Pearce added: “We hope the RSPO Assurance Standing Committee will continue to take this forward and deliver on its stated outcomes. We welcome the progress made to date on reviewing where the Assurance Task Force went wrong and wait to see whether the RSPO delivers on strengthening its assurance systems and, therefore, its credibility.”

What we said in Who Watches the Watchmen? 2 What the review said
The Assurance Task Force (ATF) was one of the most poorly managed, run and disorganised working groups ever established by the RSPO “The ATF does indeed seem to have been a poorly managed process. Records show that five meetings were held – but minutes are only available for four of them Timetables were rarely set for actions and those that were, were often not kept to.”
The Task Force has not completed its work in three years of running and the impacts of implementation are unclear and un-monitored; “In the end, the ATF ran for 3½ years and did not complete all the tasks it took on. There seems to have been no final Progress Report with which the Board could have decided whether the ATF had completed its work … The effectiveness of training (and the new materials) in achieving change is generally not being monitored and follow-up efforts to ensure changes are ‘socialised’ within the target audiences is not being conducted.”
Issues were neglected over the course of time “While the scope of the ATF expanded in some directions, it failed to pick up on some of the issues identified in the Who Watches the Watchmen report. The final Terms of Reference for the ATF were agreed … without reference to the Board which may have been a missed opportunity to either limit the scope or to allocate more resources to the work … Not only that but there was clearly gaps between what the Terms of Reference set out and what work the ATF actually did and what it reported on”
No system to manage recommendations “Progress Reporting (either public or to the ATF) was intermittent and the numbering and ordering of issues and actions taken changed each time making it difficult to follow progress over the life of the ATF … Whilst an expanded list of complex and inter-related jobs undoubtedly contributed to the poor performance of the ATF it is clear that underlying this was a failure to progress work by the Secretariat and a failure to ensure delivery and monitor progress by the ATF.”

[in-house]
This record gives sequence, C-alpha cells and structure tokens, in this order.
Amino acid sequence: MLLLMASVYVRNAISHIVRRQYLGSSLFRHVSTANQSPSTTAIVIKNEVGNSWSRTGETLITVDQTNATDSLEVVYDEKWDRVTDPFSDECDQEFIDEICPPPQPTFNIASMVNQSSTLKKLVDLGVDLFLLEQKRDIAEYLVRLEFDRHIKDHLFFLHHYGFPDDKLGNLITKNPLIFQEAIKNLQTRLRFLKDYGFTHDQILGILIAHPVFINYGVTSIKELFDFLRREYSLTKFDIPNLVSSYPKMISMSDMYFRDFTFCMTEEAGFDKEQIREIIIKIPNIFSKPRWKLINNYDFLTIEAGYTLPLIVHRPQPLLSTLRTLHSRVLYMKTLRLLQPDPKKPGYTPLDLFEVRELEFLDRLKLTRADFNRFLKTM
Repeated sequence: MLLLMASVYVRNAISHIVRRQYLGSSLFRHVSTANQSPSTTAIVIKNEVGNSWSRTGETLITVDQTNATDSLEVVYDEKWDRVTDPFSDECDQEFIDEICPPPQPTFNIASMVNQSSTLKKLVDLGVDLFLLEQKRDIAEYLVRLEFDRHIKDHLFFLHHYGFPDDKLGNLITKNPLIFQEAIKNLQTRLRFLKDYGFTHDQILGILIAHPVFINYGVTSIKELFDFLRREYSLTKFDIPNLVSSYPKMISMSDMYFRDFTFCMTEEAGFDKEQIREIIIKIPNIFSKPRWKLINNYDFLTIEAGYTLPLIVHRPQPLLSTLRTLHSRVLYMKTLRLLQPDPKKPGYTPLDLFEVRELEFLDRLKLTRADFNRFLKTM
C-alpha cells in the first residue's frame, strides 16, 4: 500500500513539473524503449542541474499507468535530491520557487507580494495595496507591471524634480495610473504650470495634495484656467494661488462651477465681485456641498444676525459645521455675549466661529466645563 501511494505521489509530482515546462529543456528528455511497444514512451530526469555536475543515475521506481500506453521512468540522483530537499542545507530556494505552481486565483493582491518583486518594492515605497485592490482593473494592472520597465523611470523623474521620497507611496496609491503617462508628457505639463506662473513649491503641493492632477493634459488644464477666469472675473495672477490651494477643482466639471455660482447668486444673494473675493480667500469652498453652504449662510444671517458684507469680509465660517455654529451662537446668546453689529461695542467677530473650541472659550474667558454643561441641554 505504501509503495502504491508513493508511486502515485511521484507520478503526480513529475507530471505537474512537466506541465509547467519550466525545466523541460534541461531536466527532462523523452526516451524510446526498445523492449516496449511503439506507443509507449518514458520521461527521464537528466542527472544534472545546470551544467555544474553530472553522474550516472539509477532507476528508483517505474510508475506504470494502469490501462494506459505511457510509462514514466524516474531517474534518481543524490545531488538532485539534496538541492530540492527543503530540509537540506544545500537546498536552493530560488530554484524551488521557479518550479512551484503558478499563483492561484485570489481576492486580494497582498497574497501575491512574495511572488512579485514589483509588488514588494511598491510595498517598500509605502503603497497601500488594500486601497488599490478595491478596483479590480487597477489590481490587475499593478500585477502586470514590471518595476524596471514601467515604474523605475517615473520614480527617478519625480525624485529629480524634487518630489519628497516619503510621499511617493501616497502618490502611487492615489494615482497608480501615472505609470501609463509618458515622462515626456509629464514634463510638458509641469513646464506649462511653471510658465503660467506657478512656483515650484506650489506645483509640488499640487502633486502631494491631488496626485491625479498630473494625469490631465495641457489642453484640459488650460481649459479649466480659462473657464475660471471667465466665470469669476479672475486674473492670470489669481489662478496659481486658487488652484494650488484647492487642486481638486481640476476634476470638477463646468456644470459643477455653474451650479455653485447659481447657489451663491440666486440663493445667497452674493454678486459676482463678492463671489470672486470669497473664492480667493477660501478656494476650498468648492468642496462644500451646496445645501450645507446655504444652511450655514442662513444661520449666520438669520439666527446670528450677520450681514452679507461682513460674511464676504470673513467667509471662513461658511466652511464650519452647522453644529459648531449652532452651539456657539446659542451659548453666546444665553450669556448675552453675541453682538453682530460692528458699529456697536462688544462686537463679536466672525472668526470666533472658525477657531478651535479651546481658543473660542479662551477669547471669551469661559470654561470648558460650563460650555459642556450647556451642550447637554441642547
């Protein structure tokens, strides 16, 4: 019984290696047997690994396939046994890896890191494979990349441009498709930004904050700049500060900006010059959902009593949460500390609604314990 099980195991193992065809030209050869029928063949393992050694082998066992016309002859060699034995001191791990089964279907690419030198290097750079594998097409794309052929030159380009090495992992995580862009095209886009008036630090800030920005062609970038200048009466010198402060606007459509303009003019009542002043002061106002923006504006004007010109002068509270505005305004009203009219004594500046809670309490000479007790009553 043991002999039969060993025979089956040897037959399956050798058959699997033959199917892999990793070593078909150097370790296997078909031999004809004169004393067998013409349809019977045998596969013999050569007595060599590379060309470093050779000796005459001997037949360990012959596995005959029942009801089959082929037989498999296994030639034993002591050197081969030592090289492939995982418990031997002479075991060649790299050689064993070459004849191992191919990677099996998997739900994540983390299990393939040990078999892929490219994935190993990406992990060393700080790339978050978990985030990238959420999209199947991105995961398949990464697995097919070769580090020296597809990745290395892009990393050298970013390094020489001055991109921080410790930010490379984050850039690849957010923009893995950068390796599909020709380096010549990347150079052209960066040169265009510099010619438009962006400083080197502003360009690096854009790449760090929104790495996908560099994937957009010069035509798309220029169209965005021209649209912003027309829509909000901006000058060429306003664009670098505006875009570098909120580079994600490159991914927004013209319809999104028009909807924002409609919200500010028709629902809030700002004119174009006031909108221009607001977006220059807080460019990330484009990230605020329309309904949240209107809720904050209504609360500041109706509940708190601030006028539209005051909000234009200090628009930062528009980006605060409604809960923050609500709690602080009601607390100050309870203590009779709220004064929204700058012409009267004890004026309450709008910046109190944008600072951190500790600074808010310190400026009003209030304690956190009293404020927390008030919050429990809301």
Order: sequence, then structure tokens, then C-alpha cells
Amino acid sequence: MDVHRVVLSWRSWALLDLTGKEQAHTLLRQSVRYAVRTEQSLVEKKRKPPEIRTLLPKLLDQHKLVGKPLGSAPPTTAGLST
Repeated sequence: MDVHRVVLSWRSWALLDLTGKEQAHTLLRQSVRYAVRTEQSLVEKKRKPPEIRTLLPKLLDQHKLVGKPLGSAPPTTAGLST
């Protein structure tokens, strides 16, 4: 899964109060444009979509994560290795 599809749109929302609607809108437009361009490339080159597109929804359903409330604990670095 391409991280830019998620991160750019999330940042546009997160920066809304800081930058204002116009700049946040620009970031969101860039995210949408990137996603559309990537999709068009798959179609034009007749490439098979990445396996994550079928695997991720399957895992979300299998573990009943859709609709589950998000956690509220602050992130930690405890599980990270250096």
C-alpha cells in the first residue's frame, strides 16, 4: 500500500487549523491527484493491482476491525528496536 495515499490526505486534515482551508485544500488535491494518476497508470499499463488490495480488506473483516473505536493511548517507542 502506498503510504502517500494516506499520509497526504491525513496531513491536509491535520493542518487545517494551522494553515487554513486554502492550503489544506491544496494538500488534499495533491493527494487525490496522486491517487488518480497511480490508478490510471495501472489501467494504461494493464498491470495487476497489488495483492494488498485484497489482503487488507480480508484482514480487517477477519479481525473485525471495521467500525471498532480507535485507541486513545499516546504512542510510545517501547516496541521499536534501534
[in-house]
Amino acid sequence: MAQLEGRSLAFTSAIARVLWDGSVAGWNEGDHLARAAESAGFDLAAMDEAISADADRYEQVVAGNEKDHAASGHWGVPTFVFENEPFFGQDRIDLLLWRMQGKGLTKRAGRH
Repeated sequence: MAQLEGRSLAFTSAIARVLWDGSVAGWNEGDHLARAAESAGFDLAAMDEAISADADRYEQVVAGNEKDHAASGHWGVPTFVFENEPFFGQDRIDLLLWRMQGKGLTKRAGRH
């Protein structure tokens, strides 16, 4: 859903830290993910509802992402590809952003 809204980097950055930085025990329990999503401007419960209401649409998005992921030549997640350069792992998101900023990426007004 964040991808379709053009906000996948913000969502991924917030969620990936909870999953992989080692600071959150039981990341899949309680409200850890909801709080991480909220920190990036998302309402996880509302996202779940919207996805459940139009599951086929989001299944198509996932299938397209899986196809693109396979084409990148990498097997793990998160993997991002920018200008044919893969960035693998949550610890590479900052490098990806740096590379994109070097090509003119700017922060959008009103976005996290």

The wider Assurance Task Force was isolated from the RSPO Secretariat of the Task Force, which operated opaquely “The Secretariat have confirmed that they were meeting regularly – but that they were not recording these meetings and only updating the wider ATF at the full meetings”
The different assessors – certification bodies, HCV and SEIA assessors – are administered by ASI, the HCV Assessor Licensing Scheme and RSPO respectively… The effect is that RSPO certification does not provide fair coverage of the P&C, and the disparity in the quality of the guidance and assessors continues to discredit the certification system. “ASI and ALS cannot directly improve the quality of audits and assessments themselves they can only ensure the competence of auditors and assessors. This means the RSPO cannot rely on ASI and ALS alone to improve audits and assessments. It is essential that there is a flow of information, about the competence of assessors and auditors and about the quality of their work, to the RSPO, to members contracting them and to the auditors and assessors themselves. But even more essential is that they act on that information…  [ASI and ALS] continue to report to the RSPO Secretariat via regular calls and periodic progress report but both seem unsure of the information is acted upon effectively by the RSPO.”